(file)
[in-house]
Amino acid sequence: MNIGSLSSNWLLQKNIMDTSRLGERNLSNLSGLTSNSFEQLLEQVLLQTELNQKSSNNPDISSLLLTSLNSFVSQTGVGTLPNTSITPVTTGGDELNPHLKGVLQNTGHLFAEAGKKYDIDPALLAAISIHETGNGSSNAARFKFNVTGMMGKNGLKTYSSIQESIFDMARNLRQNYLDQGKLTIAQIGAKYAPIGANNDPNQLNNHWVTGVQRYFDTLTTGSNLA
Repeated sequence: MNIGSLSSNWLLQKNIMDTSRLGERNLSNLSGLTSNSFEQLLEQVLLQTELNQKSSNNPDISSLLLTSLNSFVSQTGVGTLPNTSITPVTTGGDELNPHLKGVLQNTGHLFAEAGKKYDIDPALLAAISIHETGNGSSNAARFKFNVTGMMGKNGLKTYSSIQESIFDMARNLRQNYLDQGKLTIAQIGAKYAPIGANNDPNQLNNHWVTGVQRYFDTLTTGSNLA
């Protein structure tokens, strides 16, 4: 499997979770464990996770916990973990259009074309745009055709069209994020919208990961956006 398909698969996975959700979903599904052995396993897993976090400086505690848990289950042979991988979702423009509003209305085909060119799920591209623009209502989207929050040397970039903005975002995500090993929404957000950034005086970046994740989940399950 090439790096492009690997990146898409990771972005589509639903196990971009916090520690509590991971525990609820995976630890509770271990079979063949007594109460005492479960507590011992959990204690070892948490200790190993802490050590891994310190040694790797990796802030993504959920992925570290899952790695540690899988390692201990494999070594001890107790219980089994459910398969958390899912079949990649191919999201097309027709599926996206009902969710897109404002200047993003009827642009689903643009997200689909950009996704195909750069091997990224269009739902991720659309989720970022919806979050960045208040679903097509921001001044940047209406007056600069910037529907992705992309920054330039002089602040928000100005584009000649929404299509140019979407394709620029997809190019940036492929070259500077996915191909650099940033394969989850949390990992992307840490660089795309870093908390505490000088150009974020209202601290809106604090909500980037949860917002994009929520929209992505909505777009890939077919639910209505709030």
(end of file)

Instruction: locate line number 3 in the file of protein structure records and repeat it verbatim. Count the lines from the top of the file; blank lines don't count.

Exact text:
Repeated sequence: MNIGSLSSNWLLQKNIMDTSRLGERNLSNLSGLTSNSFEQLLEQVLLQTELNQKSSNNPDISSLLLTSLNSFVSQTGVGTLPNTSITPVTTGGDELNPHLKGVLQNTGHLFAEAGKKYDIDPALLAAISIHETGNGSSNAARFKFNVTGMMGKNGLKTYSSIQESIFDMARNLRQNYLDQGKLTIAQIGAKYAPIGANNDPNQLNNHWVTGVQRYFDTLTTGSNLA